Grain Free Cauliflower Patties

Grain Free Easy Cauliflower Patty Side Dish

If you are tired of eating the same old side dishes for dinner or looking to curb that carbohydrate craving these are amazingly simple and super versatile. They taste great dipped in most anything from pizza sauce to ketchup like a tater-tot. Since we are pretty much all gluten free here all the time and my little guy has a nightshade intolerance and can’t have potato cauliflower has become my new kitchen best friend.

Grain Free Cauliflower Patties

Yields: 12-15 small/medium
Ingredients –
1 Head of Cauliflower
2  Eggs
 ½ C. Almond Meal
¼  C. Raw Cheddar or Parmesan Cheese (for dairy free recipe –this maybe omitted)
Salt, Pepper and Garlic Powder to Taste
Instructions –
1. Cut cauliflower into florets and cook in boiling water until tender (about 10 minutes)
2. Drain and mash cauliflower.
3. Stir in eggs, cheese, almond meal and seasonings.
4. Lightly coat bottom of griddle or skillet with grape seed or coconut oil.
5. Form the cauliflower mixture into patties about 3” in diameter.
6. Pan fry over low / medium heat until golden brown and set (about 3 minutes per side).
*I sometimes add shredded carrot to my patties too for added color and extra vitamins

Simple Savvy Homestead Meal Planner Giveaway

Gluten Free, Family, Planning, Menu, Food, Free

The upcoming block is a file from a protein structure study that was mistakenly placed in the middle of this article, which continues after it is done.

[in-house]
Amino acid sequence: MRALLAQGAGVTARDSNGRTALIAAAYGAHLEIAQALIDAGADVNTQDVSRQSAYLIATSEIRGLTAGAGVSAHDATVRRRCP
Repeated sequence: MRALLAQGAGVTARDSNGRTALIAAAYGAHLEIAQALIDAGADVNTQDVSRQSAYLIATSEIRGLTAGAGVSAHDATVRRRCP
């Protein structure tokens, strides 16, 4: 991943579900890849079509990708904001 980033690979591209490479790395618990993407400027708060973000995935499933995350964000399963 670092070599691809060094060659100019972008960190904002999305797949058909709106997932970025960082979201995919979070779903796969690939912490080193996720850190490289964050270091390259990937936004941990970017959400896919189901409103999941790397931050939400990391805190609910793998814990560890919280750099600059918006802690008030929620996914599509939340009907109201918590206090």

I love organization and if there is one thing I can say going from a family of three to six in 7 short years- it certainly stretches your skills a bit. One place my organization skills have repeatedly been tested- is in the kitchen.

Dinners used to be easy when it was just my husband and I. There weren’t any food allergies, intolerance’s, and sensitivities to worry about. There weren’t any picky eaters- and, well it was just plain simple. 
Here’s the thing- I don’t have tons of time to spend in the kitchen cooking up elaborate meals. I bet you don’t either. I don’t have a money tree growing in my back yard-therefore, I need to budget, save where I can, and plan accordingly in order to make the best use of my time. 
I created the Simple Savvy Homestead Meal Planner to fulfill a need of my own- but, in the months it took me to create the planning kit I met more families like myself who also struggled with meal planning- I wanted to be able to help them– and, as many of you as possible. Especially since we are all looking to save a little time these days. So, here is your chance to win a free copy–